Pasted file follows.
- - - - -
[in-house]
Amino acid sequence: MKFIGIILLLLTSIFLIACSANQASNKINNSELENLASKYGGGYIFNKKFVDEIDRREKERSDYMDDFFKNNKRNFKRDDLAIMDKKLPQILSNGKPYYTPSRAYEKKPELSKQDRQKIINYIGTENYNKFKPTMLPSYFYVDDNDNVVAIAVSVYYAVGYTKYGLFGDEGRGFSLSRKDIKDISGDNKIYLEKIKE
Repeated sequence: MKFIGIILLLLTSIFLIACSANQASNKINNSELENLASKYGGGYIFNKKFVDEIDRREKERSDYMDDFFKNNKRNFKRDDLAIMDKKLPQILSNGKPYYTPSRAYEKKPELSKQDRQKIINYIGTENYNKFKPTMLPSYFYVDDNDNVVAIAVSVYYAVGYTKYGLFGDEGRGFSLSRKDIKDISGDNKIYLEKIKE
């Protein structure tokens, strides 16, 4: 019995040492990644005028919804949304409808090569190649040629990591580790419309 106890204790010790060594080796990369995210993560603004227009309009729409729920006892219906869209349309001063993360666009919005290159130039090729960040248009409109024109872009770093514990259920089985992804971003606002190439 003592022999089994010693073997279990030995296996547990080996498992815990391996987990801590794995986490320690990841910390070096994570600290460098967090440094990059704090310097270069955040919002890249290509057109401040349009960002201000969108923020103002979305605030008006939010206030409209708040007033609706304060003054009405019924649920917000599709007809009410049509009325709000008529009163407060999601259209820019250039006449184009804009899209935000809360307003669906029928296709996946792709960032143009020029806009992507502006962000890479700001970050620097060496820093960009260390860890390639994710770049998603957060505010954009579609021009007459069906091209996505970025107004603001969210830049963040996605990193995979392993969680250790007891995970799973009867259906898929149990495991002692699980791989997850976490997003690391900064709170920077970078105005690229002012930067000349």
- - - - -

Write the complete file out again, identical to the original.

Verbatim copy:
[in-house]
Amino acid sequence: MKFIGIILLLLTSIFLIACSANQASNKINNSELENLASKYGGGYIFNKKFVDEIDRREKERSDYMDDFFKNNKRNFKRDDLAIMDKKLPQILSNGKPYYTPSRAYEKKPELSKQDRQKIINYIGTENYNKFKPTMLPSYFYVDDNDNVVAIAVSVYYAVGYTKYGLFGDEGRGFSLSRKDIKDISGDNKIYLEKIKE
Repeated sequence: MKFIGIILLLLTSIFLIACSANQASNKINNSELENLASKYGGGYIFNKKFVDEIDRREKERSDYMDDFFKNNKRNFKRDDLAIMDKKLPQILSNGKPYYTPSRAYEKKPELSKQDRQKIINYIGTENYNKFKPTMLPSYFYVDDNDNVVAIAVSVYYAVGYTKYGLFGDEGRGFSLSRKDIKDISGDNKIYLEKIKE
């Protein structure tokens, strides 16, 4: 019995040492990644005028919804949304409808090569190649040629990591580790419309 106890204790010790060594080796990369995210993560603004227009309009729409729920006892219906869209349309001063993360666009919005290159130039090729960040248009409109024109872009770093514990259920089985992804971003606002190439 003592022999089994010693073997279990030995296996547990080996498992815990391996987990801590794995986490320690990841910390070096994570600290460098967090440094990059704090310097270069955040919002890249290509057109401040349009960002201000969108923020103002979305605030008006939010206030409209708040007033609706304060003054009405019924649920917000599709007809009410049509009325709000008529009163407060999601259209820019250039006449184009804009899209935000809360307003669906029928296709996946792709960032143009020029806009992507502006962000890479700001970050620097060496820093960009260390860890390639994710770049998603957060505010954009579609021009007459069906091209996505970025107004603001969210830049963040996605990193995979392993969680250790007891995970799973009867259906898929149990495991002692699980791989997850976490997003690391900064709170920077970078105005690229002012930067000349």